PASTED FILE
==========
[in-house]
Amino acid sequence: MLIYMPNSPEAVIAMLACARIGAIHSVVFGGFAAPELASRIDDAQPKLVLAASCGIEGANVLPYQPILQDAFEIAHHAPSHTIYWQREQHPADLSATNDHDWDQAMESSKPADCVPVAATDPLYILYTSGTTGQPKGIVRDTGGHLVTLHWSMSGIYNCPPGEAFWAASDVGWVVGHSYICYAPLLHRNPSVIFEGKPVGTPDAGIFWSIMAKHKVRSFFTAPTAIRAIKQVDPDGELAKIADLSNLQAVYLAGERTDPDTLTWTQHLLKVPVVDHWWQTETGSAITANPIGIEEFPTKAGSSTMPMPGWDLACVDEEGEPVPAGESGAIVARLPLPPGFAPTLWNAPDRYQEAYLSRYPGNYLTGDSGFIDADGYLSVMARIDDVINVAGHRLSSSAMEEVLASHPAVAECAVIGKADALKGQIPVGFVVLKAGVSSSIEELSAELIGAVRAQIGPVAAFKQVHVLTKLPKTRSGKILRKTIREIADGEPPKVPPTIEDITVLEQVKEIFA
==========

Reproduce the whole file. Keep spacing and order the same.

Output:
[in-house]
Amino acid sequence: MLIYMPNSPEAVIAMLACARIGAIHSVVFGGFAAPELASRIDDAQPKLVLAASCGIEGANVLPYQPILQDAFEIAHHAPSHTIYWQREQHPADLSATNDHDWDQAMESSKPADCVPVAATDPLYILYTSGTTGQPKGIVRDTGGHLVTLHWSMSGIYNCPPGEAFWAASDVGWVVGHSYICYAPLLHRNPSVIFEGKPVGTPDAGIFWSIMAKHKVRSFFTAPTAIRAIKQVDPDGELAKIADLSNLQAVYLAGERTDPDTLTWTQHLLKVPVVDHWWQTETGSAITANPIGIEEFPTKAGSSTMPMPGWDLACVDEEGEPVPAGESGAIVARLPLPPGFAPTLWNAPDRYQEAYLSRYPGNYLTGDSGFIDADGYLSVMARIDDVINVAGHRLSSSAMEEVLASHPAVAECAVIGKADALKGQIPVGFVVLKAGVSSSIEELSAELIGAVRAQIGPVAAFKQVHVLTKLPKTRSGKILRKTIREIADGEPPKVPPTIEDITVLEQVKEIFA